The American currency lost 1.2% since the beginning of the week, accelerating its decline for the fifth consecutive week. Such a steady and growing decline of the world’s main reserve currency shifts investors’ interest towards assets that are not subject to inflation. Gold is the stand-out winner, followed by most commodities. Historically, oil has been strengthening several times stronger than the declining dollar but now the recovery of oil prices is limited by natural factors.
The Fed can quickly fill the markets with liquidity and make access to credit much easier. This allowed the commodity market to move away from stress levels, but even stock speculators are unlikely to push the oil price too high away from the fundamental indicators, which are still on the bear side.
The U.S. oil reserves data showed that they remain close to record highs, 20.5% higher than last year. At the same time, producers are already gradually increasing their production. Thus, reserves remain high, although they usually decline at this time of year. And at the same time, the producers are already gradually increasing their production.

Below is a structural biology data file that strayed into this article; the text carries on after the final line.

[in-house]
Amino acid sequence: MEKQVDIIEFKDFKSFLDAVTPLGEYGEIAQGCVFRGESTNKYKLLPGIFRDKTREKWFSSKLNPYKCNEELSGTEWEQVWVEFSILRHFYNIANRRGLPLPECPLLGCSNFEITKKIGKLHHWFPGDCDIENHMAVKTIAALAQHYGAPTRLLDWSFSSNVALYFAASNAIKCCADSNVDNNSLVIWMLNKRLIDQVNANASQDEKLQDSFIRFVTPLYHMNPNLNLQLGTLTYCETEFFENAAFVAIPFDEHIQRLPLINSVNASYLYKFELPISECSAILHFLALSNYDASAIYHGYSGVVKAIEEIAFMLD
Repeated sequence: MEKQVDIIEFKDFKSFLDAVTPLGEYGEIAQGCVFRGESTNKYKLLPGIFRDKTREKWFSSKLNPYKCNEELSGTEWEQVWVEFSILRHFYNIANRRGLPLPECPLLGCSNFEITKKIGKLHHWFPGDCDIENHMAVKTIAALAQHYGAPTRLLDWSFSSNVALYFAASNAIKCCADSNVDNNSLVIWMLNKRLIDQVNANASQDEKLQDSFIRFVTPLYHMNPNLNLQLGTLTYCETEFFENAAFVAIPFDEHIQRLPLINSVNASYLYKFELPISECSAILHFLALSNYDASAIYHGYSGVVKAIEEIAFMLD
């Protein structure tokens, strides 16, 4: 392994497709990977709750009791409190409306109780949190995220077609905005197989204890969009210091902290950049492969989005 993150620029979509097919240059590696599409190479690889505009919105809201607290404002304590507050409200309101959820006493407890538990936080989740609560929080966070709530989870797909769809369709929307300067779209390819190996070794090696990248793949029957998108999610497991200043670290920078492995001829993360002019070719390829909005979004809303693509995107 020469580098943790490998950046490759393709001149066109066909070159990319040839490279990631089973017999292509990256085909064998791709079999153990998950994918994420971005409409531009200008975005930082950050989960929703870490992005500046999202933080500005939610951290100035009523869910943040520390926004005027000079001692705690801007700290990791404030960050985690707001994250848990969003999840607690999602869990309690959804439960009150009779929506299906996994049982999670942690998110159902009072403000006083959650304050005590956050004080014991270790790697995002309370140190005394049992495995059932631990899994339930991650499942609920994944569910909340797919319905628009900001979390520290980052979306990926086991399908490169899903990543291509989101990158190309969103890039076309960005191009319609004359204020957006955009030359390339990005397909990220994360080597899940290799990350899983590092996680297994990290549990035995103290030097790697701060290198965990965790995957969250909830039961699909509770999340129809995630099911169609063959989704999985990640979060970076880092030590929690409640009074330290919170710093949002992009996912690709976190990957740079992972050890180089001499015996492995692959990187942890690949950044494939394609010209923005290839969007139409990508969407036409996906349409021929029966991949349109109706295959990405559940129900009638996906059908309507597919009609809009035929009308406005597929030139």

In addition, OPEC has agreed to increase quotas from August, which will increase oil supplies to the markets. Observations indicate that China has stopped buying oil for storage facilities and even reduced them slightly. All these are clear signals that both producers and consumers have found the current levels sufficient to increase sales.
Technical analysis suggests that the oil growth impulse may be finally lost at $42-45 per barrel of American WTI. For Brent, the area of $45-50 promises to become a similar resistance zone. The lower boundary corresponds to the levels before OPEC broke the agreement in the spring, while the upper boundary represents an important round level and the December 2018 low area.
If the dollar weakening gathers momentum in the coming days, oil can achieve maximums quite quickly. However, it is important to understand that in case of a sudden reversal of the U.S. currency, the market sentiment may also switch sharply to the “black gold” sell-off. Against this background, oil doesn’t seem like the best defence asset against dollar decline and a bet on economic recovery.